operation for consumer financing. Alabama Direct maintained a relationship with Westlake
Financial for consumer financing to purchasers of its floor-planned vehicles. Alabama Direct’s
agreement with Westlake Financial required it to repurchase a consumer-financing contract if the
consumer failed to make his or her first payment on the contract.
B. Alabama Direct’s Sales Operations
In this appeal, the most critical facts are those involving Ms. Staggs’s involvement in
Alabama Direct’s sales operations, and, more specifically, in Alabama Direct’s relationship with
Westlake. Ms. Staggs delegated virtually all of the responsibility for running Alabama Direct to
other employees. Most notably, she retained Wes Staggs, her husband, as general manager.
Indeed, Ms. Staggs appears to have purchased Alabama Direct for the sole purpose of ensuring
her husband’s continued employment. Wes Staggs had been Alabama Direct’s general manager
under the company’s previous owner. As general manager, Wes Staggs operated Alabama
Direct on a day-to-day basis. For example, Wes Staggs purchased and sold automobiles,
managed the dealership’s employees, and handled issues with customers.
More importantly to this appeal, Wes Staggs “controlled Alabama Direct’s relationship
with its lenders.” (Bankruptcy Opinion at 7). For example, Wes Staggs dealt with “regular
audits conducted by floor plan lenders and provid[ed] the primary interaction with them[.]”
Ms. Staggs, however, occupied an informal position as Alabama Direct’s bookkeeper. In
that position, Ms. Staggs maintained accounting records, such as the transactions involving the
dealership’s checking account, transactions using the dealership’s credit card with American
Express, and the dealership’s cash transactions. Ms. Staggs downloaded or logged account data
into QuickBooks as necessary. Ms. Staggs also checked Alabama Direct’s bank accounts daily
for unusual activity. And Ms. Staggs logged vehicle-purchasing activity into software designed
to track vehicle inventory. However, Ms. Staggs did not update the database to reconcile that
inventory with Alabama Direct’s financial transactions. For that reason, Ms. Staggs used the
database to track vehicle purchases, not vehicle sales. (Bankruptcy Opinion at 8).
Typically, Wes Staggs or other Alabama Direct managers notified Ms. Staggs that they
had sold a particular vehicle under a specific floor-plan arrangement. (Bankruptcy Opinion at 8).
Once notified of a sale, Ms. Staggs made the appropriate payment to the relevant floor-plan
lender. Ms. Staggs also indirectly tracked Alabama Direct’s sales by inferring that a sale
occurred whenever Alabama Direct’s checking account received a credit and, having observed
such a credit in Alabama Direct’s account, she would understand that she generally needed to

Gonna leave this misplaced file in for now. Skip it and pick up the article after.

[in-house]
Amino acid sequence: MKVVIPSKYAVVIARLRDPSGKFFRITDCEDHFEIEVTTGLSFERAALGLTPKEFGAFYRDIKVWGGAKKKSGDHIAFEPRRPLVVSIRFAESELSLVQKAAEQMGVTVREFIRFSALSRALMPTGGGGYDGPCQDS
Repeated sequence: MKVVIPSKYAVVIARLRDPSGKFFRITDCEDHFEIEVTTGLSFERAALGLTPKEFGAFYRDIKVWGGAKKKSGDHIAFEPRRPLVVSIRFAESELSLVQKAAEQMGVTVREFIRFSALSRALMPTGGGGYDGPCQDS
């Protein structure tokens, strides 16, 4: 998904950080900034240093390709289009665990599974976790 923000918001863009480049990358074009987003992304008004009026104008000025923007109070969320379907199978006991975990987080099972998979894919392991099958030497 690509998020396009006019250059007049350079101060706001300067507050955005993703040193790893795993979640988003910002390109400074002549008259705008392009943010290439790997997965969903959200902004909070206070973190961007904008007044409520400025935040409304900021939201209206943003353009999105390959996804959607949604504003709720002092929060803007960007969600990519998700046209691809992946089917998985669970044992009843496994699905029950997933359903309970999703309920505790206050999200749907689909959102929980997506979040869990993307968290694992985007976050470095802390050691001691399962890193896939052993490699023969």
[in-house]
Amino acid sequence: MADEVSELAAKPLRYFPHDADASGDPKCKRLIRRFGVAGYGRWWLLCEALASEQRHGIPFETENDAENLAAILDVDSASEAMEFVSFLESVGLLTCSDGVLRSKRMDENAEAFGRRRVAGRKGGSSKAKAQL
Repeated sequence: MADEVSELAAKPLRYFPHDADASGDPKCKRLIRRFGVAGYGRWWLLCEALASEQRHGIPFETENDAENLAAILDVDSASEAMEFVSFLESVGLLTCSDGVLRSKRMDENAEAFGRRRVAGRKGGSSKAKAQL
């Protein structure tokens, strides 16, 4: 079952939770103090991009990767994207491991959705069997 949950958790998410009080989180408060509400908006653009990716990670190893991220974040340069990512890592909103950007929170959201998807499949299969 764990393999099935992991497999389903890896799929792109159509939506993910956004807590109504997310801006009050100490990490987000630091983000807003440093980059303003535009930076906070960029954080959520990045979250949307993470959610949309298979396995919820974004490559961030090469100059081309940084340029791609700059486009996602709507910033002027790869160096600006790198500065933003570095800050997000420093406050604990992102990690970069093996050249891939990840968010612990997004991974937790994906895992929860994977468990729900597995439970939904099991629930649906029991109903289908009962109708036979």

make a corresponding lien payment to a floor-plan lender.
Alabama Direct’s Business Dispute With Westlake
In late 2015, cracks began to form in Alabama Direct and Westlake Financing’s business
relationship. Alabama Direct—driven by Wes Staggs—believed that Westlake Financing had
been improperly demanding that Alabama Direct repurchase consumer-financing plans.
However, Wes Staggs never read Westlake Financing’s terms. As stated above, under the terms
of its contract with Alabama Direct, Westlake Financing indeed had the right to require Alabama
Direct to repurchase consumer installment plans under certain conditions.
Undeterred by his ignorance of the contractual language, Wes Staggs insisted on a
meeting with Westlake Financing to discuss the issue. After Westlake Financing twice
postponed arranged meetings, Wes Staggs resolved to switch Alabama Direct to a different floorplan lender, with the intention of having the new affiliate purchase Westlake’s interests in
Alabama Direct’s inventory. However, before that changeover occurred, Wes Staggs ceased
notifying Ms. Staggs about whether and when to make payments to Westlake for sold cars.
Consequently, Alabama Direct ceased making payments to Westlake, in violation of Alabama
Direct and Westlake’s agreement.
On November 5, 2015, an audit by Westlake representatives revealed that Alabama
Direct had sold 27 of its Westlake floor-planned vehicles without repaying Westlake’s advance;
in industry parlance, Alabama Direct made the sales “out of trust.” Wes Staggs testified that he
made the decision to stop paying Westlake, and, in total, Alabama Direct failed to pay Westlake
for 20 floor-planned vehicles. (Bankruptcy Opinion at 9-10).
For her part, Ms. Staggs testified “that she did not know why the sale[s] of these vehicles
were not reported nor why Westlake Flooring was not paid the proceeds for the sale of the
vehicles.” (Bankruptcy Opinion at 9). After discovering that Alabama Direct had made out-oftrust sales, Westlake did not communicate the issue to Ms. Staggs, the personal guarantor of the
line of credit, instead choosing to continue to deal exclusively with Wes Staggs.
In October and November 2015, Ms. Staggs, acting as Alabama Direct’s bookkeeper,
made two transfers totaling $163,000 to protect Alabama Direct from “unauthorized [automated]
debits by floor plan lenders,” i.e., Westlake. (Bankruptcy Opinion at 9). Specifically, on
October 2, 2015, Ms. Staggs transferred $80,000 from Alabama Direct’s checking account to
Alabama Direct’s savings account. In November 2015, Ms. Staggs transferred another $83,000
from Alabama Direct’s checking account to its savings account.
In total in 2015, Alabama Direct made nearly $900,000 in payments to Westlake, but it
made no payments to Westlake in November or December of that year. Conversely, in the same